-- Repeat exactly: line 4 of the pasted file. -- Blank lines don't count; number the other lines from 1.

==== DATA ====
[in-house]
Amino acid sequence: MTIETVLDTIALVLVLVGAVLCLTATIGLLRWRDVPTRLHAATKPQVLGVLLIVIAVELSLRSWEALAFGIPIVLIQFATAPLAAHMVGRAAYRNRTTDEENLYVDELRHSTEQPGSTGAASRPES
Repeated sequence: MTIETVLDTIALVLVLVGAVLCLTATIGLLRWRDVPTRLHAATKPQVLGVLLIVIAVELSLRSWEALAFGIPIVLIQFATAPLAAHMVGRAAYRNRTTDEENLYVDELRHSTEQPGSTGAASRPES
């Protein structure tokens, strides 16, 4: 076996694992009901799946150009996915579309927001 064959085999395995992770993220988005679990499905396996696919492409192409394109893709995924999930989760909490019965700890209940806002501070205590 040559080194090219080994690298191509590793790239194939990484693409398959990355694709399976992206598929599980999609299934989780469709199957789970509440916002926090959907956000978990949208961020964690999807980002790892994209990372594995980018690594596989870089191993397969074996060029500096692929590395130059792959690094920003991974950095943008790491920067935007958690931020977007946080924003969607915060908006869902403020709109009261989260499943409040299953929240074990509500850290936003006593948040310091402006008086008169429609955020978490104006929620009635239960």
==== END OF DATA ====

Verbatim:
């Protein structure tokens, strides 16, 4: 076996694992009901799946150009996915579309927001 064959085999395995992770993220988005679990499905396996696919492409192409394109893709995924999930989760909490019965700890209940806002501070205590 040559080194090219080994690298191509590793790239194939990484693409398959990355694709399976992206598929599980999609299934989780469709199957789970509440916002926090959907956000978990949208961020964690999807980002790892994209990372594995980018690594596989870089191993397969074996060029500096692929590395130059792959690094920003991974950095943008790491920067935007958690931020977007946080924003969607915060908006869902403020709109009261989260499943409040299953929240074990509500850290936003006593948040310091402006008086008169429609955020978490104006929620009635239960």